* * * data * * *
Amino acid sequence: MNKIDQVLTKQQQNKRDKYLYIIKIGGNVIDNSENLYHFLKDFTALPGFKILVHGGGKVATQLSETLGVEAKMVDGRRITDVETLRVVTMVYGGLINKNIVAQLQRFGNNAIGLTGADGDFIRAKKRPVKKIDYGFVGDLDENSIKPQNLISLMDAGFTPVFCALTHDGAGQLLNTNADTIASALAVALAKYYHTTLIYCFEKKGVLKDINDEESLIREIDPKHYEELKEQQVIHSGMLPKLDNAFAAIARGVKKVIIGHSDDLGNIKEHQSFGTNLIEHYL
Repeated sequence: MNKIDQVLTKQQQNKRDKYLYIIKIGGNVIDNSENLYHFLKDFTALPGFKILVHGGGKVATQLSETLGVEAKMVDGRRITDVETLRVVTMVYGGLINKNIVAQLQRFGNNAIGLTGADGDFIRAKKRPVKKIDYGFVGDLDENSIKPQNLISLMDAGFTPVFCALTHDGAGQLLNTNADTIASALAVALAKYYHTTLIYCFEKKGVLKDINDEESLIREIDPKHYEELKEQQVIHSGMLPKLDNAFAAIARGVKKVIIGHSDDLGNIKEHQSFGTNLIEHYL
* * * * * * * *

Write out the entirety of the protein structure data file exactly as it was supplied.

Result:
Amino acid sequence: MNKIDQVLTKQQQNKRDKYLYIIKIGGNVIDNSENLYHFLKDFTALPGFKILVHGGGKVATQLSETLGVEAKMVDGRRITDVETLRVVTMVYGGLINKNIVAQLQRFGNNAIGLTGADGDFIRAKKRPVKKIDYGFVGDLDENSIKPQNLISLMDAGFTPVFCALTHDGAGQLLNTNADTIASALAVALAKYYHTTLIYCFEKKGVLKDINDEESLIREIDPKHYEELKEQQVIHSGMLPKLDNAFAAIARGVKKVIIGHSDDLGNIKEHQSFGTNLIEHYL
Repeated sequence: MNKIDQVLTKQQQNKRDKYLYIIKIGGNVIDNSENLYHFLKDFTALPGFKILVHGGGKVATQLSETLGVEAKMVDGRRITDVETLRVVTMVYGGLINKNIVAQLQRFGNNAIGLTGADGDFIRAKKRPVKKIDYGFVGDLDENSIKPQNLISLMDAGFTPVFCALTHDGAGQLLNTNADTIASALAVALAKYYHTTLIYCFEKKGVLKDINDEESLIREIDPKHYEELKEQQVIHSGMLPKLDNAFAAIARGVKKVIIGHSDDLGNIKEHQSFGTNLIEHYL